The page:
We tend to lose non-seasonally adjusted jobs and workers every September as the Summer ends and some of the seasonal workers return to college. We also normally see the non-seasonally adjusted level of unemployed workers fall as those people are not actively searching for jobs, therefore they are not unemployed.
There has also been a considerable amount of time, energy, and effort projecting the impact of Hurricane Harvey, Irma, and Maria on the jobs and unemployment numbers. Hurricane Harvey hit after the August Jobs report data collection date and before the September collection date so Harvey's impact will be measurable this month. Note that this column has written articles on this subject and that Tropical Storm Allison had a modest impact from August of to August 2002. There has been research done on the Texas, Florida, and Puerto Rican Job Markets prior to the release of this jobs report.
Contrary to what you have heard, we recorded job gains last month. The CPS Jobs data recorded and "reported" job gains this month. We saw over one million non-seasonally adjusted part-time jobs added this month. This was not quite as many part-time jobs as were added last September, and it was more than September 2013-2015.
The could have reported the best September Jobs data since 2003. Normally the SA CPS jobs data "reports" seasonally adjusted job losses. We lost jobs September 2003-2005, 2008-2010, and during September 2015. This was a strong "Jobs" Report.
We recorded a large drop in Unemployed workers and reported a large drop in unemployed workers. Some years we have seen a drop in real, non-seasonally adjusted, workers only to report an increase in unemployed workers. This year we saw the third largest drop in unemployed workers for the month of September since 2003.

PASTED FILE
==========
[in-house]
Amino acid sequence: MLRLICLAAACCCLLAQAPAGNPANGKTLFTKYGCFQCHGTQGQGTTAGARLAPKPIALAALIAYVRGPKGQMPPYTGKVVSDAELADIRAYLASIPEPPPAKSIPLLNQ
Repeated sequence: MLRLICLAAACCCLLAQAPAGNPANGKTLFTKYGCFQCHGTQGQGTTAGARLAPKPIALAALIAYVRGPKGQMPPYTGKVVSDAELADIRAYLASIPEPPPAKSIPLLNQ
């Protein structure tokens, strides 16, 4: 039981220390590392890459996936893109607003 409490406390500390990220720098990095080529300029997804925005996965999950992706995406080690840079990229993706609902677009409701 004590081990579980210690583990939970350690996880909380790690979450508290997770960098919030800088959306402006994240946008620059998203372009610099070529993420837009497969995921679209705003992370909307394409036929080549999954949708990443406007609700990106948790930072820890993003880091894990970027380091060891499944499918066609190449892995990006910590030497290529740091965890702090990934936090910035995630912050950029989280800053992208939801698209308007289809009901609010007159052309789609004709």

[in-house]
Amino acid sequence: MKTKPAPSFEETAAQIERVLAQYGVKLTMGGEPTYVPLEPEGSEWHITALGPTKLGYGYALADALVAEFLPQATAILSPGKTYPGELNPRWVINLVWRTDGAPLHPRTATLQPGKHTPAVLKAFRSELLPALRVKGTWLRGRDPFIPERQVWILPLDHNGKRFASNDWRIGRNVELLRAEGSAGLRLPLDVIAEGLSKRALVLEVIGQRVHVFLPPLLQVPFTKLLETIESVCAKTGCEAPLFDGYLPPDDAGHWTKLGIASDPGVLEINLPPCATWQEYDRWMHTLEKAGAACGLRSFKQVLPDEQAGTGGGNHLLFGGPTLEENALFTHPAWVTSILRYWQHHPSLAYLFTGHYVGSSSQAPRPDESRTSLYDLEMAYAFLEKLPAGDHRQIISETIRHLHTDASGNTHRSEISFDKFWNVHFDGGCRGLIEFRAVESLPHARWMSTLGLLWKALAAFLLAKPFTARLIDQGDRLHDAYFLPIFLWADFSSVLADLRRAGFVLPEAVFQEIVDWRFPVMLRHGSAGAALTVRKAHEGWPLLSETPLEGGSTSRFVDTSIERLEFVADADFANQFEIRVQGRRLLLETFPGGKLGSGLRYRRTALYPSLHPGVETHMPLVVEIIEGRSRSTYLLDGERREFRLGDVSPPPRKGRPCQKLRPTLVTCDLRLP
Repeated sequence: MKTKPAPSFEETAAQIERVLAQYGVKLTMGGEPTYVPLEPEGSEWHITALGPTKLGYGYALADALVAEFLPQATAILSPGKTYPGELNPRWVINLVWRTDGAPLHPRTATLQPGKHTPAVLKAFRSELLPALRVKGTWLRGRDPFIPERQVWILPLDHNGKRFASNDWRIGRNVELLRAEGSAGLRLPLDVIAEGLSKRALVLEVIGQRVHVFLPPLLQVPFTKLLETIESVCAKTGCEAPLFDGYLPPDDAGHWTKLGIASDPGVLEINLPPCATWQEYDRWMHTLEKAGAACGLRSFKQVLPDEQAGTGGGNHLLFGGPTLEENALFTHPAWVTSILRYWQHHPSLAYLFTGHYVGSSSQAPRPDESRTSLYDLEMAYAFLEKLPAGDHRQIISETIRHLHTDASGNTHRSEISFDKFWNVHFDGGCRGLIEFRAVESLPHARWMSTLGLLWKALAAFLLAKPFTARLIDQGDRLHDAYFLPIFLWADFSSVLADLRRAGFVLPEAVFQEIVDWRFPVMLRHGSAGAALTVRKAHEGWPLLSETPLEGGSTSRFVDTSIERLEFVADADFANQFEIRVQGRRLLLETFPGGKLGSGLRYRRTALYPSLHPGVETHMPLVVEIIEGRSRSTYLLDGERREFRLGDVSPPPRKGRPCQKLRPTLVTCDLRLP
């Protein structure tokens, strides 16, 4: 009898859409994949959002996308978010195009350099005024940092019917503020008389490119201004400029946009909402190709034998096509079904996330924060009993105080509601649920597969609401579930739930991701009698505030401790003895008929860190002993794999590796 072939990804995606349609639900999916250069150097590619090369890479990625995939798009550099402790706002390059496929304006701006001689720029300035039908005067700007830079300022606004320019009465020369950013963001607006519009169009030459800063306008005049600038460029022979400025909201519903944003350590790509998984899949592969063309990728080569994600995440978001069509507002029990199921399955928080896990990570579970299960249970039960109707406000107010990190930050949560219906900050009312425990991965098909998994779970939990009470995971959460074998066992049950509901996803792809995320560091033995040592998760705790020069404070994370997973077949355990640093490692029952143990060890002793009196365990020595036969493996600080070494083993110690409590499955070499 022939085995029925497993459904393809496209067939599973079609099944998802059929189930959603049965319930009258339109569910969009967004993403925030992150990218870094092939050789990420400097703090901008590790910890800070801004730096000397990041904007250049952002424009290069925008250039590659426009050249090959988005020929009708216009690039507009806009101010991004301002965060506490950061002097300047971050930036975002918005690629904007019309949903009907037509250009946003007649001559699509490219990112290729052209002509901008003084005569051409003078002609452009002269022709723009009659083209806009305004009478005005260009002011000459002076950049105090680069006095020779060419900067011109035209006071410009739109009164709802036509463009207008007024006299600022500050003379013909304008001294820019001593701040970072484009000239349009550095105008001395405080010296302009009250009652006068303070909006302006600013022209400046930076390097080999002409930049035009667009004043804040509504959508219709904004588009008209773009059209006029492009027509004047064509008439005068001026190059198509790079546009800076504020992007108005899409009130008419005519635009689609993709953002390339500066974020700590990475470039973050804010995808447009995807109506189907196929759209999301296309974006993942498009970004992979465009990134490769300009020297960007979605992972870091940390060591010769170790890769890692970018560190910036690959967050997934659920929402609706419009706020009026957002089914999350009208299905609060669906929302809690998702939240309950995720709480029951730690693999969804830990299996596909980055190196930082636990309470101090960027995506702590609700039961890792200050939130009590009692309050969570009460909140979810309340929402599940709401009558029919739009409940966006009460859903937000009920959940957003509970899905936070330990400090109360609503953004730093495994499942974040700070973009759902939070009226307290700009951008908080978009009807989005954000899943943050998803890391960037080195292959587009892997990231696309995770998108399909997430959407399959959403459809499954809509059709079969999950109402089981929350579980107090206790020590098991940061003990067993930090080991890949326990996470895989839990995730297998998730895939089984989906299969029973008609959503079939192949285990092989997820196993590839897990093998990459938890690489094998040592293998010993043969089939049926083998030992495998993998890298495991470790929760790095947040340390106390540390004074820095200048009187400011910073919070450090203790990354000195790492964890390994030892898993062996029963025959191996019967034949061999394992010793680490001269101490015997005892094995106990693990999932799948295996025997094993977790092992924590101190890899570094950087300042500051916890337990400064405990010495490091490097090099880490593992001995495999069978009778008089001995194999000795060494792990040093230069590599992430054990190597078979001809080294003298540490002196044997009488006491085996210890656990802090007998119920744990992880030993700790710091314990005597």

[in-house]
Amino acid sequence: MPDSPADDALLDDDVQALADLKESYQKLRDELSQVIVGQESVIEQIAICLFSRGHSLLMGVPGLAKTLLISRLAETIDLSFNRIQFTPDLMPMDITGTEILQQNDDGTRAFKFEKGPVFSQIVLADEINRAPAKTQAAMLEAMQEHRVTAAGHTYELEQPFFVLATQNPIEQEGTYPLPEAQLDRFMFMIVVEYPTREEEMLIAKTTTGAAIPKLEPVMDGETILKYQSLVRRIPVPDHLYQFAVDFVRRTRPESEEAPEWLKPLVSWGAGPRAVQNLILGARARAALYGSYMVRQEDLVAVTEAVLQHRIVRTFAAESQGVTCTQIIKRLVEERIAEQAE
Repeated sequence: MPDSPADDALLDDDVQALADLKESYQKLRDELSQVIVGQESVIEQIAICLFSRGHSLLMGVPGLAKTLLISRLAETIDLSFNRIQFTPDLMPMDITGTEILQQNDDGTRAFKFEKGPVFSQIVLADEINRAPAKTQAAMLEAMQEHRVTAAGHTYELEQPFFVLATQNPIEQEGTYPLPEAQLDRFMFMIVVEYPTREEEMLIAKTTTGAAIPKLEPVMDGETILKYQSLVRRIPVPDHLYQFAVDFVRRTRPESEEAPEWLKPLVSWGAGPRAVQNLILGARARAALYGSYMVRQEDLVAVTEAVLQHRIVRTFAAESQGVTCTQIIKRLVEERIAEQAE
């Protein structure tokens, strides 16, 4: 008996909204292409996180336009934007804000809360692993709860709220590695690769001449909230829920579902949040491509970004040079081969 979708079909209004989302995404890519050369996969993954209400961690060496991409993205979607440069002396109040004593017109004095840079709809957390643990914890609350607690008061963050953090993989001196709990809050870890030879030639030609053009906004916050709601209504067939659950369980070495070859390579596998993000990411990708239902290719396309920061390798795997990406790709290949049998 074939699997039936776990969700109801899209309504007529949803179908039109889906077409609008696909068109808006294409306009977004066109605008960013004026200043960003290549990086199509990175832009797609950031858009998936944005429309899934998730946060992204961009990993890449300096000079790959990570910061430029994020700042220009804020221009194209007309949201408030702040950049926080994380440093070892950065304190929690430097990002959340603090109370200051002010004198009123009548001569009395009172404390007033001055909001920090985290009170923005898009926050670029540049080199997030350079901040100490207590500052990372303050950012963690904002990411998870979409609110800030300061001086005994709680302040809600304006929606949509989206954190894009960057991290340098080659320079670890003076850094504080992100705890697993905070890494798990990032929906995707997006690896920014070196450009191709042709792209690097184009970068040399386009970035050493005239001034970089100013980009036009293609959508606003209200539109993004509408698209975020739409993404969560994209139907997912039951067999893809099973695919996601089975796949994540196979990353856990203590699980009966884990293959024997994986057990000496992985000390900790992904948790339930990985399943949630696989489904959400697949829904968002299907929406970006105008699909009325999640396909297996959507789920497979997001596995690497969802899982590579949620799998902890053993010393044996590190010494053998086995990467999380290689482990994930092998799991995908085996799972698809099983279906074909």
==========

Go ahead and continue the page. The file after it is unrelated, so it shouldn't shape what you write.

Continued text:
We saw participation record a higher rate even as the unemployment rate fell. Unemployed workers are participants. An unemployed worker counts the same as a full-time job or a part-time job. We saw the participation rate record an increase from 63.00% to 63.02%. The SA participation rate rose from 62.84% to 63.05% The September NSA participation rate is higher than it was during September of 2014, September 2015, and September 2016.
We are not at full-employment. The common definition of full-employment is an unemployment rate under 5.0%. The NSA U-3 unemployment rate was 4.07% this September compared to 4.37% during September of 2006. The problem is that the participation rate right now is 3.07% lower than it was during September of 2006. This means that there are millions of "non-participants." They are neither employed nor unemployed. We are missing 7.864 million jobs or unemployed workers. If these missing workers/jobs are added to the unemployed ranks the "real" unemployment rate is 8.54%, using the September 2006 unemployment rate as the "zero" missing participant level. The September U-7 unemployment rate peaked during 2011 at 11.45% when the official unemployment rate was 8.78%. The missing participant level has been on a fairly steady decline since 2011.
The net takeaway for the CPS data is that more people are working, less people are unemployed, and the participation rate continues to improve. What about the official number that showed net worker loss?